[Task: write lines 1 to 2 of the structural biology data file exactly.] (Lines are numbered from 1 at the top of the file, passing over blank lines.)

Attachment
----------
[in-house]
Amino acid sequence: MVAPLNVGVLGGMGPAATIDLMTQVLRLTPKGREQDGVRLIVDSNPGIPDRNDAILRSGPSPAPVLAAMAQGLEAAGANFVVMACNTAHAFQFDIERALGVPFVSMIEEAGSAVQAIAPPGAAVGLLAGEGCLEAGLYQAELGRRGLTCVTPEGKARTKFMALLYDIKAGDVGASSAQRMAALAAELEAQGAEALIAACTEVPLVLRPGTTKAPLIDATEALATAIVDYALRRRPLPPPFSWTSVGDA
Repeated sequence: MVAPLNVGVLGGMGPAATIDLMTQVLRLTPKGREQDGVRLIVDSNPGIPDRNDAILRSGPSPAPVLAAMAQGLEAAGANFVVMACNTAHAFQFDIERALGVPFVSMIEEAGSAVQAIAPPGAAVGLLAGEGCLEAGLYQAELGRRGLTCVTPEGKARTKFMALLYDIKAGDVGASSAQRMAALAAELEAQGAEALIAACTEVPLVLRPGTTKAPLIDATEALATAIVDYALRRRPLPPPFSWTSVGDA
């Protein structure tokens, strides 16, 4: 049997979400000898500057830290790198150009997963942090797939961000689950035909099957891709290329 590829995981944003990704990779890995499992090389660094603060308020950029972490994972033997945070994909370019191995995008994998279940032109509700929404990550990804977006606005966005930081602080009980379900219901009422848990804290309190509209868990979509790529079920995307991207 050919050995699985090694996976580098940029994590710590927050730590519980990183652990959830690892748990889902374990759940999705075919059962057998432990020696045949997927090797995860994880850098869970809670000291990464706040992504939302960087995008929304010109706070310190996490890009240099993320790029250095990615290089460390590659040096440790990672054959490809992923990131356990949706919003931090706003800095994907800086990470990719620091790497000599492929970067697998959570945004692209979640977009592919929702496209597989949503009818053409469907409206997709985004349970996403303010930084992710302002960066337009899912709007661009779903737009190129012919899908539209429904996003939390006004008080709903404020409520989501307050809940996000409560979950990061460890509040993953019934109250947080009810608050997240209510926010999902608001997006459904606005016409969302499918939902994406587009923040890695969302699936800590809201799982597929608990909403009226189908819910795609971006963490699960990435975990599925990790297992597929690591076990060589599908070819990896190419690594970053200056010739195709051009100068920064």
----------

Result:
[in-house]
Amino acid sequence: MVAPLNVGVLGGMGPAATIDLMTQVLRLTPKGREQDGVRLIVDSNPGIPDRNDAILRSGPSPAPVLAAMAQGLEAAGANFVVMACNTAHAFQFDIERALGVPFVSMIEEAGSAVQAIAPPGAAVGLLAGEGCLEAGLYQAELGRRGLTCVTPEGKARTKFMALLYDIKAGDVGASSAQRMAALAAELEAQGAEALIAACTEVPLVLRPGTTKAPLIDATEALATAIVDYALRRRPLPPPFSWTSVGDA